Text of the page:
Things to Do

Your comprehensive guide to the best things to do in Bangkok

Some of the best places to watch sunset in Bangkok
News

Some of the best places to watch sunset in Bangkok

Be prepared and get your camera ready

International Festival of Dance and Music
Things to do Buy tickets

International Festival of Dance and Music

One of the country’s grandest performance festivals returns for its 21st year with a lineup of world-class opera, symphony concerts, and stage shows from around the world

Buy
21 things to do in August you can't miss
Things to do

21 things to do in August you can't miss

These are concerts, parties, exhibitions, and events happening in Bangkok

Art events in Bangkok you shouldn't miss this month
Art

Art events in Bangkok you shouldn't miss this month

To help you keep track, we’ve lined up the best current and upcoming exhibitions showing across the city

Best places to enjoy sport in Bangkok
Sports and fitness

Best places to enjoy sport in Bangkok

From trampolines to Indoor climbing, Bangkok’s got it all

Sights and attractions in Bangkok

Bangkok best attractions
Attractions

Bangkok best attractions

We'll call it right now: Bangkok is one of the most vibrant cities in the world. A curious mix of old and new, and East meets West, Bangkok asaults the senses with its majestic sights, exotic destinations, flavorful cuisine and exhilarating nightlife. This city has some of the best restaurants in Asia, the grandest temples and the most energizing massages this side of the world. There are too many sights to be seen, food to be eaten, and merriment to be made. We zone in on the most memorable experiences this exuberant city has to offer. 

Best places to Instagram in Bangkok [UPDATED]
Things to do

Best places to Instagram in Bangkok [UPDATED]

Food isn't the only thing Bangkok is best known for. The Thai capital is also praised for its diverse beauty in many forms. Amazing attractions? Checked. Colorful outdoor markets? Checked. Uber-cool shopping centers? Checked. Insta-worthy food at lovely cafes? Hell yeah. Most of which are photogenic, and that's the reason why Bangkok is always a haven for Instagrammers.  Get your phone at the ready, go out, and explore the city to step up your Insta-game. Don't know where to start? We've rounded up a list of the best places to Instagram in Bangkok for you.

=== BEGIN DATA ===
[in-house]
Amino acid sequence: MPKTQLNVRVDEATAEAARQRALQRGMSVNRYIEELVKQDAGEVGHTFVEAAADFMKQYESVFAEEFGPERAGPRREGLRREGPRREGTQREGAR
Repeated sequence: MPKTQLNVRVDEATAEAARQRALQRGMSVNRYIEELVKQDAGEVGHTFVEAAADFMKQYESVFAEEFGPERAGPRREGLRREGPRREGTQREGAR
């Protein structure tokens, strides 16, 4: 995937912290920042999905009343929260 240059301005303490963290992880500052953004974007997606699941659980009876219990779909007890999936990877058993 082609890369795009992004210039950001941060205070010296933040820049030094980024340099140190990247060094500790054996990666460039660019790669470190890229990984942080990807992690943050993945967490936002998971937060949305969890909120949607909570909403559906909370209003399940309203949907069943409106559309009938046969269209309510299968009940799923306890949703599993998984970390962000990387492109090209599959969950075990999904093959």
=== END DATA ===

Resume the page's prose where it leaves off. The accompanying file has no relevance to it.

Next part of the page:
Devasathan & the Giant Swing
Attractions

Devasathan & the Giant Swing

Standing in City Hall square, the Giant Swing (Sao Ching Cha) was originally erected in 1784 as part of the adjacent Devasathan, a Brahmin compound of shrines to Shiva, Ganesha and Vishnu. The Brahmin priests based here still officiate at royal and other official ceremonies (although no longer at the Brahmin New Year rite). In the past, a ceremony, meant to celebrate an exploit of the god Shiva, would require four brave men to swing from this lofty red frame to grab at pouches of coins. However, due to fatal casualties, the ritual stopped in the 1930s. The poles were erected in 1919 by the Louis T Leonowens Company to honour of the son of Anna Leonowens (the contentious governess in The King and I and a teacher in the Siamese court of King Rama IV). In 2006, the rickety timbers were replaced by the structure you see today

The Grand Palace & Wat Phra Kaew
Attractions

The Grand Palace & Wat Phra Kaew

The Grand Palace Bangkok's paramount must-see sight is this architectural and spiritual treasure, which is twice as dazzling if you see it on a sunny day. Ignore the gem touts claiming 'it's shut', and immerse yourself in the palace's palpable dignity (while observing the ban on sandals, shorts and bare shoulders). Nearly two kilometers of walls with lotus-shaped crenellations enclose what was once a self-contained city of throne halls, royal chambers, servants' quarters, ministries and a prison. Built in 1782, it was modified by each Chakri king. It now only gets ceremonial use, but remains the kingdom's holiest landmark. Allow at least a two-hour visit. Wat Phra Kaew Wat Phra Sri Rattana Sasadaram, better known as Wat Phra Kaew, is the temple of the Emerald Buddha, the palladium of Thai independence. Modelled on royal chapels in Sukhothai and Ayutthaya, and embellished to an astonishing degree, it omits monastic living quarters since there are no resident monks.

Time Out says
5 out of 5 stars